By Randy Walker
It seems that every time Roger Federer now wins a tournament, he rewrites the record book of tennis.
His victory Sunday at the Western and Southern Financial Masters in Cincinnati is no exception.
Federer’s 6-0, 7-6 (7) win Sunday over world No. 2 Novak Djokovic gave him his record-breaking fifth title in Cincinnati, and a record-tying 21st “Masters 1000” level ATP tournament title, tying Rafael Nadal for the most all time. The win also cemented Federer in the world No. 1 ranking, that will earn him his Open Era record sixth No. 1 seeding at the US Open later this month.
And that’s not it!
The Cincinnati title was also Federer’s 76th career singles title, one shy of John McEnroe’s third-place tally of 77 singles titles. Only Jimmy Connors (109 titles) and Ivan Lendl (94 titles) have won more men’s singles titles than McEnroe and Federer in a career.
Against Djokovic, Federer cruised to the first set in only 20 minutes, breaking Djokovic’s serve three times – the only times the Serbian had his serve broken all week – allowing the 2011 US Open only 10 points.
Both players exchanged holds in the second set, Djokovic holding a set point at 7-6 in the second-set tie-breaker, swatted away with a Federer overhead.
“I started off slow. I didn’t get any rhythm and made a lot of unforced errors and after 20 minutes, the set was over,” said Djokovic to Mary Joe Fernandez on CBS Sports. “In the second set, I had my chances, but I didn’t use them. When he had second serves, I was too passive in the court. I missed my opportunity in the tie break as well.”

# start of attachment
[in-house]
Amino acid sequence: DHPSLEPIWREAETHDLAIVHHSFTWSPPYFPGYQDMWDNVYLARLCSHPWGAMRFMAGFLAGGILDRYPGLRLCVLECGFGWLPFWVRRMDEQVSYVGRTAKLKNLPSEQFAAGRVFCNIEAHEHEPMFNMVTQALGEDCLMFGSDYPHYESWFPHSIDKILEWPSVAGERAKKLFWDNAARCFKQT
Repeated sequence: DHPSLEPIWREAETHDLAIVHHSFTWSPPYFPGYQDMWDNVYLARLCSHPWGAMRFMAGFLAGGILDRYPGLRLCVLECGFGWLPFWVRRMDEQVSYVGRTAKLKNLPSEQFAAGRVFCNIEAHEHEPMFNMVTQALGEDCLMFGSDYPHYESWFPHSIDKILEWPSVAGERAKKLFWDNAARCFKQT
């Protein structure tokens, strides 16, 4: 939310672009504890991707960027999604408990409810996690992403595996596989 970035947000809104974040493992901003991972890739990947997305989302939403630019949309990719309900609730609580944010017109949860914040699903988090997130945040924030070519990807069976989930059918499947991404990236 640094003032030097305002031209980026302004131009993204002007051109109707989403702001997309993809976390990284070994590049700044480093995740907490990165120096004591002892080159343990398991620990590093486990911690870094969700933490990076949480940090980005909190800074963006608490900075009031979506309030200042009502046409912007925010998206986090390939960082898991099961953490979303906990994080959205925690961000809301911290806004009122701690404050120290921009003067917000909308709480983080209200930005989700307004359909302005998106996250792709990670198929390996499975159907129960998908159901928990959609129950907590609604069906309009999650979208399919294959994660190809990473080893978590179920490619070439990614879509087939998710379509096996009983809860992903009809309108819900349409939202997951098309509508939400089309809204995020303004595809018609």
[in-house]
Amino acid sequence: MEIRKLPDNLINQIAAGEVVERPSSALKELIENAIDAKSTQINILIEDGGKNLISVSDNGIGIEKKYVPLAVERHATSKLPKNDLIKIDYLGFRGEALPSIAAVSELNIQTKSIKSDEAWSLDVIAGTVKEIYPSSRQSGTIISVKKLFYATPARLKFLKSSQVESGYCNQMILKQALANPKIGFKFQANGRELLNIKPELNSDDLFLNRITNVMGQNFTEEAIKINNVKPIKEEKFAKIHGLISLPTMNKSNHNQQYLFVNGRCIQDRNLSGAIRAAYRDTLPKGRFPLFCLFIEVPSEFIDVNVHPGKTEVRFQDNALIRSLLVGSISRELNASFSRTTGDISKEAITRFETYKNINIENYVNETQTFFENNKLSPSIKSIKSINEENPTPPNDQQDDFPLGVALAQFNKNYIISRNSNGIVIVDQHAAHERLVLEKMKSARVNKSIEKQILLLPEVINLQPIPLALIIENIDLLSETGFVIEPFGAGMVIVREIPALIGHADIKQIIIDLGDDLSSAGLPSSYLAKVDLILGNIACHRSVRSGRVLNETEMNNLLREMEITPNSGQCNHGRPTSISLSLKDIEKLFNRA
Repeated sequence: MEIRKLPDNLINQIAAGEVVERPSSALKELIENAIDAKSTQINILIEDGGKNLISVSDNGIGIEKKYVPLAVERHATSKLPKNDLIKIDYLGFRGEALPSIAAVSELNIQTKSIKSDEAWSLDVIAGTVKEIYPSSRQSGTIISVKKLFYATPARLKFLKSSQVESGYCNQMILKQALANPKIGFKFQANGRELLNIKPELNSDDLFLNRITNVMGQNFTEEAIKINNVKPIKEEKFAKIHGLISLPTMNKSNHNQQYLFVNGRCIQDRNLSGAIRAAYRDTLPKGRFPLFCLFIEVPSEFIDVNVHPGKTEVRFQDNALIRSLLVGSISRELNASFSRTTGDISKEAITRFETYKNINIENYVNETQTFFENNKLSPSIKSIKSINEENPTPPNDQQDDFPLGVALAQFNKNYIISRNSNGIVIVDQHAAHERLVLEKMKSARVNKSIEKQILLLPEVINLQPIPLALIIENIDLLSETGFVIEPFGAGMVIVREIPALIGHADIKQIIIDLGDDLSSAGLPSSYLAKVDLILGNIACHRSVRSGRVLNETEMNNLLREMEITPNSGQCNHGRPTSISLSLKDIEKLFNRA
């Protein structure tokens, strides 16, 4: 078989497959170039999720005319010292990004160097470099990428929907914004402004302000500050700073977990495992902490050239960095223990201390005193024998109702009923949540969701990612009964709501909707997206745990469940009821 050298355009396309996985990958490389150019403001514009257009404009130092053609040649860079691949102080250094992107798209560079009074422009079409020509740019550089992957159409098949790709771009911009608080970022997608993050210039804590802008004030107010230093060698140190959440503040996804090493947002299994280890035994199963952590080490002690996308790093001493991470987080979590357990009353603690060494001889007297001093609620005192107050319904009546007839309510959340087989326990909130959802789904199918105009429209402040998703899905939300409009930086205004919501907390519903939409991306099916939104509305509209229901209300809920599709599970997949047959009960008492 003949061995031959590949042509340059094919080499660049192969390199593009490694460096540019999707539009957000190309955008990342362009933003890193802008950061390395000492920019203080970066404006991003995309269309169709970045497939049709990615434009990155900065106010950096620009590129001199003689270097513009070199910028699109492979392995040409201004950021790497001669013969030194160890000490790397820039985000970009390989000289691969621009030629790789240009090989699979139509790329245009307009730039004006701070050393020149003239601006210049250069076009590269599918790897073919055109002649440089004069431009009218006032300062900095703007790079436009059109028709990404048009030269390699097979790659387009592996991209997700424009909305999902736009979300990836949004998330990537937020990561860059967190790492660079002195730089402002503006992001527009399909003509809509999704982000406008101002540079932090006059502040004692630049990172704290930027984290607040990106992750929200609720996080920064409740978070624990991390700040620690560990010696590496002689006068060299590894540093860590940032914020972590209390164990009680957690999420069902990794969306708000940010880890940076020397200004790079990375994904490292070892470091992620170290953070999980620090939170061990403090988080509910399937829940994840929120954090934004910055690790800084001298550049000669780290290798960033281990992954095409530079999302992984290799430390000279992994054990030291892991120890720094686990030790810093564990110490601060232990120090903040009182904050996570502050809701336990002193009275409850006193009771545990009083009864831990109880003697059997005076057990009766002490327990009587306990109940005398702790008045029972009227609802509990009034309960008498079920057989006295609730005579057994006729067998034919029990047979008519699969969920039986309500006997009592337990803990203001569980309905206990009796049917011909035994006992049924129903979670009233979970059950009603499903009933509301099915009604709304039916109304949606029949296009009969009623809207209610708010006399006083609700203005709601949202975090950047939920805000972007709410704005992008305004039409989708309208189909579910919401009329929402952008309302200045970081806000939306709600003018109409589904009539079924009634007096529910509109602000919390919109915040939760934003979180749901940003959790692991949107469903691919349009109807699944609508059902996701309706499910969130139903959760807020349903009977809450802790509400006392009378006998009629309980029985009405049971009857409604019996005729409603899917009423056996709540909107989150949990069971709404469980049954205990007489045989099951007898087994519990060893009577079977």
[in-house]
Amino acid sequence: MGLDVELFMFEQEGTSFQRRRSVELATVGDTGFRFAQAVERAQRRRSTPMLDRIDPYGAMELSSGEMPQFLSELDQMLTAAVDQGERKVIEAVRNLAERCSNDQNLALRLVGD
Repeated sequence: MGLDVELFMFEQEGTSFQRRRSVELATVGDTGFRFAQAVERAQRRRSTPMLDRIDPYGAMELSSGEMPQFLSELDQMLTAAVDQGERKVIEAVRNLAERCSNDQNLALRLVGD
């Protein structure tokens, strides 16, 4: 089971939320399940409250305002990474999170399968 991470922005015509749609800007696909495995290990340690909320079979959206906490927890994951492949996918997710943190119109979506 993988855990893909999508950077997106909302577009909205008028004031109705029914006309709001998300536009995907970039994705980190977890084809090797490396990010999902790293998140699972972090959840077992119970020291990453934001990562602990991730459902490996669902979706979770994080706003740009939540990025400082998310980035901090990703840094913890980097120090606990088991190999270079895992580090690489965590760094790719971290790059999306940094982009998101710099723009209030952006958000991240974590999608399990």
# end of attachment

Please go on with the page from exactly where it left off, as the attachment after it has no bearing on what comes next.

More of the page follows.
Federer won the title without dropping his serve all week, and only faced three break points during the entire tournament. It is the first time, according to Federer, that he won a title without dropping serve since he won in Doha, Qatar in 2005.
“I was able to get off to a great start, even in the second set when I wasn’t serving as well,” said Federer. “Novak never really got comfortable.”
It was the first time in the history of the Cincinnati event that the world No. 1 and No. 2 players have played in the final.
Federer’s appearance in Cincinnati marked his return to tennis since he won the silver medal at the Olympic Games at Wimbledon on August 5 after his final-round loss to Andy Murray. It will serve as his only hard court tournament in preparation for the US Open that begins August 27. Federer returned to the No. 1 world ranking when he won his seventh Wimbledon title on July 8 – his first victory at a major tournament in two-and-a-half years since the 2010 Australian Open.
Djokovic was playing his fourth consecutive Sunday after two Sundays of play at the Olympics, including his loss in the bronze medal match to Juan Martin del Potro on August 5. He won the title at the Canadian Open in Toronto last week – a tournament where Federer withdrew from to rest – before he reached his second-straight hard court tournament final this week in Cincinnati.
To read more about tennis history, including many of the records that Federer is breaking, pick up THE BUD COLLINS HISTORY OF TENNIS here http://www.amazon.com/The-Collins-History-Tennis-Authoritative/dp/0942257707/ref=sr_1_1?ie=UTF8&qid=1345399400&sr=8-1&keywords=bud+collins+history+of+tennis. To read more about Roger Federer, pick the Rene Stauffer-authored biography of him ROGER FEDERER: QUEST FOR PERFECTION at www.RogerFedererBook.com